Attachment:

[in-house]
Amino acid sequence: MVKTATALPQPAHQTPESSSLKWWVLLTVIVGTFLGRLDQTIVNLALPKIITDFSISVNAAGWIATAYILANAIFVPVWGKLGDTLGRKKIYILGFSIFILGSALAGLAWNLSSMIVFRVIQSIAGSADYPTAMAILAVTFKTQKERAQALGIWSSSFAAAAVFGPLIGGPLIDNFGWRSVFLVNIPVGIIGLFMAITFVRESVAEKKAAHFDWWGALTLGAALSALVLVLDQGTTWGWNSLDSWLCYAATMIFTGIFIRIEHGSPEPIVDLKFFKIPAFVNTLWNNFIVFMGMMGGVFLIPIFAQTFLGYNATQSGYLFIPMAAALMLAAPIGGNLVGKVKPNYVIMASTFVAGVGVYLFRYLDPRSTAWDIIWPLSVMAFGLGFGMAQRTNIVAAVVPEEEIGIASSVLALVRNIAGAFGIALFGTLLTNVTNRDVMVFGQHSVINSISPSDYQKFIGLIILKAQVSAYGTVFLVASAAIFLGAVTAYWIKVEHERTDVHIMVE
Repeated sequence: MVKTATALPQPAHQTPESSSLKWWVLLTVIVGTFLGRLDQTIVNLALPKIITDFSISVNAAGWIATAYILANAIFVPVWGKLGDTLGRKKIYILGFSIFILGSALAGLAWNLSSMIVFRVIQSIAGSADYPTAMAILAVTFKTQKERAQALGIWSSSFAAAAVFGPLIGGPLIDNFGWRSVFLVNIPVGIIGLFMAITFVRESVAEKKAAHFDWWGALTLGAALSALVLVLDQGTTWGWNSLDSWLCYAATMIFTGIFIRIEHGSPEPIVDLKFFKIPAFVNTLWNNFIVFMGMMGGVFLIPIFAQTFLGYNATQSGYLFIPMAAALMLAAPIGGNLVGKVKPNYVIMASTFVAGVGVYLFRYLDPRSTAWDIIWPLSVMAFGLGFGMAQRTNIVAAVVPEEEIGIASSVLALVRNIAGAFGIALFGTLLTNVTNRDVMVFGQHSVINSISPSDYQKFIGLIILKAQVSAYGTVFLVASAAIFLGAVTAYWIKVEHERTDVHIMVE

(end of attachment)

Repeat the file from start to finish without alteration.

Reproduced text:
[in-house]
Amino acid sequence: MVKTATALPQPAHQTPESSSLKWWVLLTVIVGTFLGRLDQTIVNLALPKIITDFSISVNAAGWIATAYILANAIFVPVWGKLGDTLGRKKIYILGFSIFILGSALAGLAWNLSSMIVFRVIQSIAGSADYPTAMAILAVTFKTQKERAQALGIWSSSFAAAAVFGPLIGGPLIDNFGWRSVFLVNIPVGIIGLFMAITFVRESVAEKKAAHFDWWGALTLGAALSALVLVLDQGTTWGWNSLDSWLCYAATMIFTGIFIRIEHGSPEPIVDLKFFKIPAFVNTLWNNFIVFMGMMGGVFLIPIFAQTFLGYNATQSGYLFIPMAAALMLAAPIGGNLVGKVKPNYVIMASTFVAGVGVYLFRYLDPRSTAWDIIWPLSVMAFGLGFGMAQRTNIVAAVVPEEEIGIASSVLALVRNIAGAFGIALFGTLLTNVTNRDVMVFGQHSVINSISPSDYQKFIGLIILKAQVSAYGTVFLVASAAIFLGAVTAYWIKVEHERTDVHIMVE
Repeated sequence: MVKTATALPQPAHQTPESSSLKWWVLLTVIVGTFLGRLDQTIVNLALPKIITDFSISVNAAGWIATAYILANAIFVPVWGKLGDTLGRKKIYILGFSIFILGSALAGLAWNLSSMIVFRVIQSIAGSADYPTAMAILAVTFKTQKERAQALGIWSSSFAAAAVFGPLIGGPLIDNFGWRSVFLVNIPVGIIGLFMAITFVRESVAEKKAAHFDWWGALTLGAALSALVLVLDQGTTWGWNSLDSWLCYAATMIFTGIFIRIEHGSPEPIVDLKFFKIPAFVNTLWNNFIVFMGMMGGVFLIPIFAQTFLGYNATQSGYLFIPMAAALMLAAPIGGNLVGKVKPNYVIMASTFVAGVGVYLFRYLDPRSTAWDIIWPLSVMAFGLGFGMAQRTNIVAAVVPEEEIGIASSVLALVRNIAGAFGIALFGTLLTNVTNRDVMVFGQHSVINSISPSDYQKFIGLIILKAQVSAYGTVFLVASAAIFLGAVTAYWIKVEHERTDVHIMVE